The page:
It’s that time of year when the RAC Foundation release their annual report showing that local authorities make a *profit* from parking operations after income was deducted from overheads – in 2015-16 this surplus was £756m.
Councils across Devon made over £22m from parking charges and fines in the last year – and there has been a big jump in surpluses over the past 5 years.
Devon County Council – as the Local Highways Authority – is responsible for all on-street parking and Residents’ Parking Zones across the county.
Any profit generated by unitary and upper-tier councils from on-street parking must by law [Section 55 of the Road Traffic Regulation Act 1984] be spent on transport-related activities.
In Devon, money generated by the parking service is typically spent on enforcing parking restrictions, maintaining equipment such as pay and display machines, public transport and improving parking areas. The way money is spent is agreed annually by the Cabinet and is published in the annual County Road Highway Maintenance Revenue Budget and On-street Parking Account.
Following lobbying from members sitting on the Exeter Highways and Traffic Orders Committee [HATOC] and others, DCC has set up the HATOC Waiting Restriction Project – a managed process to deliver an annual programme of works to deal with the requests for waiting restrictions to be introduced or amended that the County Council regularly receives.a Exeter Highways and Traffic Orders Committee. Just this week, DCC advertised a new TRO, 5555 Devon County Council (Various Roads, Exeter) (Control of Waiting & Loading) Amendment Order.
For the current year, DCC achieved a surplus of £2.6m from parking activities – up from £594k 5 years ago.
When parking was decriminalised in 2008, and DCC took over parking enforcement from Devon & Cornwall Police’s Traffic Wardens, on-street enforcement [by Civil Enforcement Officers] and back office administration was provided by the district councils and Exeter City Council working under agency agreements. It was originally anticipated that the enforcement element of the on-street service would operate at or around a zero (‘net nil’) budget with the cost of enforcement being offset by the income from Penalty Charge Notices (PCNs) after a period of ‘bedding in’. In reality the cost of enforcement significantly exceeded the income from PCNs, resulting in an annual deficit of £795,160 in 2011/12.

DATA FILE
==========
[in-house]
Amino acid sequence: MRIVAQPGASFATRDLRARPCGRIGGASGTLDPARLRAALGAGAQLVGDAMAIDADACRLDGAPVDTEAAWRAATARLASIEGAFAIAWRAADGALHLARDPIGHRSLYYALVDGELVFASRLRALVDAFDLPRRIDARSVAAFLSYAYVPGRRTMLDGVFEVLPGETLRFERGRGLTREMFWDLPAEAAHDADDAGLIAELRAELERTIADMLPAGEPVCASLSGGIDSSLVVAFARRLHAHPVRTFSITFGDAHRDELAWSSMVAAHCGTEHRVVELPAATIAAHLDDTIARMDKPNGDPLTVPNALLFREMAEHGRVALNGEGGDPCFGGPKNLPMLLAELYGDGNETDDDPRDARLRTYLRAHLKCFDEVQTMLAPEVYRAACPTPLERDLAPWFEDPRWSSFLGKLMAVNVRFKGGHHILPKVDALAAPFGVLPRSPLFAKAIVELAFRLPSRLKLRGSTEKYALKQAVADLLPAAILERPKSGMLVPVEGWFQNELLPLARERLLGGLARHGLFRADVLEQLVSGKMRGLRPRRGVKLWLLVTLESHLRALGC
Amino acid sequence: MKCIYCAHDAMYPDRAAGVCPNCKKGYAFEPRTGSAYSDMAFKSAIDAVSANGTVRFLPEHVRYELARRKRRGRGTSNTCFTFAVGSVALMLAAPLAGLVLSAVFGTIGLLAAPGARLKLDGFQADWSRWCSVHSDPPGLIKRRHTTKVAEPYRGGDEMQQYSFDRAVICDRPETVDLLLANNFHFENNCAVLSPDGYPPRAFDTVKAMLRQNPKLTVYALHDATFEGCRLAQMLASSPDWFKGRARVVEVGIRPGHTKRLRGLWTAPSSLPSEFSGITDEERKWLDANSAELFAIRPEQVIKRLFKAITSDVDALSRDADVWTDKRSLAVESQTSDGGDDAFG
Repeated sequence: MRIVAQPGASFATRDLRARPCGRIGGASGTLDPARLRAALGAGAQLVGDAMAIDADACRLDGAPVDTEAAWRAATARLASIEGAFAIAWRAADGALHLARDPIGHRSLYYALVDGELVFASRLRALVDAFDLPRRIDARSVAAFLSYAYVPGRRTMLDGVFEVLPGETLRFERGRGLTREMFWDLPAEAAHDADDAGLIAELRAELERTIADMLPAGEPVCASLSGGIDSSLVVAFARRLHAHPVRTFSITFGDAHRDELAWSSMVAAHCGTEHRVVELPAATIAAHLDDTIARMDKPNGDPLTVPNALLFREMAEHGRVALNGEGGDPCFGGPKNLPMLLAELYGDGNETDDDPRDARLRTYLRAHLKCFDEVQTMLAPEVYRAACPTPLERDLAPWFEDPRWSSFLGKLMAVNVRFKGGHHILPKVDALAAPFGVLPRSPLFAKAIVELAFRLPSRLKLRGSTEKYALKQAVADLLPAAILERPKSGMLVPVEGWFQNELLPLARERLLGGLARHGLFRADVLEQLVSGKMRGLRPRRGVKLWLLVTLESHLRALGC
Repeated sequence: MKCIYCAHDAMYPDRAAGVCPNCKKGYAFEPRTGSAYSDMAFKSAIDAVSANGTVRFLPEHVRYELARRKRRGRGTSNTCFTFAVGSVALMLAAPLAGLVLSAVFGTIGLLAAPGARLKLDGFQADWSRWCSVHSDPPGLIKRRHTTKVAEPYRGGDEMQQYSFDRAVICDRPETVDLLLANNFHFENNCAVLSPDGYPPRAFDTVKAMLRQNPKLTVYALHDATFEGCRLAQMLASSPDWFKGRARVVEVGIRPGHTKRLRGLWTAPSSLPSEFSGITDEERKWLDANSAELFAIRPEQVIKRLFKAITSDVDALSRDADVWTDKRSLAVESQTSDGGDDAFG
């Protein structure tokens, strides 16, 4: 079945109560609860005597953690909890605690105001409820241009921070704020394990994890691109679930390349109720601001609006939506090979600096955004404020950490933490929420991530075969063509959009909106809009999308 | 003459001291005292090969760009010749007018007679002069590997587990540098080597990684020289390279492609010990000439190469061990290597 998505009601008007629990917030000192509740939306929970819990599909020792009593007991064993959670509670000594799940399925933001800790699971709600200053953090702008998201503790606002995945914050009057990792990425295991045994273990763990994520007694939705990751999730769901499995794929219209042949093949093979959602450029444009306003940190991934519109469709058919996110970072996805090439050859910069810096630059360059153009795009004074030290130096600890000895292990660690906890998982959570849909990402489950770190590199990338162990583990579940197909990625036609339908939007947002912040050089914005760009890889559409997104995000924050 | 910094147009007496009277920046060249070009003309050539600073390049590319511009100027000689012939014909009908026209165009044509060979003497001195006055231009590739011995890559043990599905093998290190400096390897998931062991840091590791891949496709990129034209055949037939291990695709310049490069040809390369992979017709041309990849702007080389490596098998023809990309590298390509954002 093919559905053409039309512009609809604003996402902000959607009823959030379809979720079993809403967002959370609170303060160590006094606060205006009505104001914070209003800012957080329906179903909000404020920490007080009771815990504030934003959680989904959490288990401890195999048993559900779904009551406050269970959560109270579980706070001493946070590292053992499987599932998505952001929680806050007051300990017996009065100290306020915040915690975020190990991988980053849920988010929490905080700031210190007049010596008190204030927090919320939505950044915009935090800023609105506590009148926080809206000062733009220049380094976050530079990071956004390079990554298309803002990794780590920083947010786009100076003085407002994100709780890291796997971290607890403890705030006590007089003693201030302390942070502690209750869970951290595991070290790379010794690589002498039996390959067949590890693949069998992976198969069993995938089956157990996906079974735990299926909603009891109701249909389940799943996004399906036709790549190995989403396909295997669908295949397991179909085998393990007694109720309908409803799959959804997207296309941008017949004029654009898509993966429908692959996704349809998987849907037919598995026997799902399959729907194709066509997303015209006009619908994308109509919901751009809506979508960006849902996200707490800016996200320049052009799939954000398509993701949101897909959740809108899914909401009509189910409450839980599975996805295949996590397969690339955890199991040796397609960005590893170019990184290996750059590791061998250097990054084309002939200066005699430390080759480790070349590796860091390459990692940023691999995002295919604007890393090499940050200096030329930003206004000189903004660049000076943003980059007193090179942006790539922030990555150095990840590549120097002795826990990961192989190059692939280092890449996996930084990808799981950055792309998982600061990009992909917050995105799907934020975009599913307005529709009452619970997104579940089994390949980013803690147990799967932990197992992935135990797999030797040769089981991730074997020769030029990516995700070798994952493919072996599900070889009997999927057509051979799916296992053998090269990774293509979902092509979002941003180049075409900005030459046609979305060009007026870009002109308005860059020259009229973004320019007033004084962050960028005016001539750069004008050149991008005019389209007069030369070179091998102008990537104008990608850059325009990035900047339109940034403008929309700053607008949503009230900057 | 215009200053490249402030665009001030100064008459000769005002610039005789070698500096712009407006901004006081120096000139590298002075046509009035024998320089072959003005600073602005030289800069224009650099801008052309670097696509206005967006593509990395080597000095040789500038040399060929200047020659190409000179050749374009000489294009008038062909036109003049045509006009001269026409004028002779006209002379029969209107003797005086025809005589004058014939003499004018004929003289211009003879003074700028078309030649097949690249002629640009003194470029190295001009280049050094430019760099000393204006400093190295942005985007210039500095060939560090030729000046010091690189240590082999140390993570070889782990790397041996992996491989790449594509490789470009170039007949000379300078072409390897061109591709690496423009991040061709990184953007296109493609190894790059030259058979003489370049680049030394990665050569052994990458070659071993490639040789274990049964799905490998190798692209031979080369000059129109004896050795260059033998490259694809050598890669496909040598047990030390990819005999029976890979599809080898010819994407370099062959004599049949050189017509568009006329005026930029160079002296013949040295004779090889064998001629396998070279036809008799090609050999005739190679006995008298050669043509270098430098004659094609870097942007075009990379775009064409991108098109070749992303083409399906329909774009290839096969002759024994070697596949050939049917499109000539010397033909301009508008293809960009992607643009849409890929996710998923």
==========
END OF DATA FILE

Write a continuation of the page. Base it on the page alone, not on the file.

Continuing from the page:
Following a decision by DCC’s Cabinet in December 2013, since April 2014 Devon County Council has provided the on-street service in-house, and it is possible to download how the service has performed during the first two years of operation here:
- Devon County Council Civil Parking Enforcement Service Annual Report 2015/2016
- Devon County Council Civil Parking Enforcement Service Annual Report 2014/2015
District councils are responsible for their own local car parks – Exeter City Council has some 29 car parks across the city.
The RAC Foundation report shows that ECC’s surplus for the year 2015/16 was £4.6m [and ranked 39 of the 353 local authorities in England] , up from £3.4m in 2912/13.
Since ECChas not made any wholesale changes to parking tariffs since January 2012, this rise in surplus can be due only to increased usage of the city’s car parks.
The City Council has a net budget of £15m – made up of Council Tax, Government Revenue Support Grant and income from car parking and property.
On a Band D Council Tax bill of £1,600.49, Exeter City Council receives £140.05 [of the balance, DCC= £1,184.39; Adult Social Care = £23.23; Devon & Cornwall Police = £172.84; and Devon & Somerset Fire & Rescue Service = £79.98]. A 1% rise in Council Tax would bring into ECC an additional £90,000 and so to replace the income from car parking would require car parking charges rise by 51%, or £71 per year.
ECC launched a Parking Strategy in March 2016, and followed this with a revised tariff structure that will come into operation from 2017.
The proposed tariff structure should provide a more gradual rise in price with a clearer ‘per hour’ rationale.
The new structure also tried to strike a careful balance between supporting the local economy and making sure that people are not encouraged to favour car use over other more forms of sustainable transport – walking, cycling and public transport.
DCC Cabinet: County Road Highway Maintenance Revenue Budget and On-street Parking Account 2016/17 [13 April 2016]
Exeter HATOC: Proposals for the delivery of an annual local Waiting Restrictions Programme [19 April 2016]
ECC Place Scrutiny Committee: Delivering the Parking Strategy: Tariffs, Designations and Permits [08 September 2016]